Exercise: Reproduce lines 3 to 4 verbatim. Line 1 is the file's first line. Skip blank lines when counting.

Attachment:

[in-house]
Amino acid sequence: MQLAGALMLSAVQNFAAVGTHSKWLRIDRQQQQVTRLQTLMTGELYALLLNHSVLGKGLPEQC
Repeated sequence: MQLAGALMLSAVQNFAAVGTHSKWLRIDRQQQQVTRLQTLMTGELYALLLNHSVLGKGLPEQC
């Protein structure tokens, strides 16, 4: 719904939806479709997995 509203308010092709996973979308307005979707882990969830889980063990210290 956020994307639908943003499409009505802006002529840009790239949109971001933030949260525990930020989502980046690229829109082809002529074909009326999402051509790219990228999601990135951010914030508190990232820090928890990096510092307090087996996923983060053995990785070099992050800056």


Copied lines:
Repeated sequence: MQLAGALMLSAVQNFAAVGTHSKWLRIDRQQQQVTRLQTLMTGELYALLLNHSVLGKGLPEQC
């Protein structure tokens, strides 16, 4: 719904939806479709997995 509203308010092709996973979308307005979707882990969830889980063990210290 956020994307639908943003499409009505802006002529840009790239949109971001933030949260525990930020989502980046690229829109082809002529074909009326999402051509790219990228999601990135951010914030508190990232820090928890990096510092307090087996996923983060053995990785070099992050800056």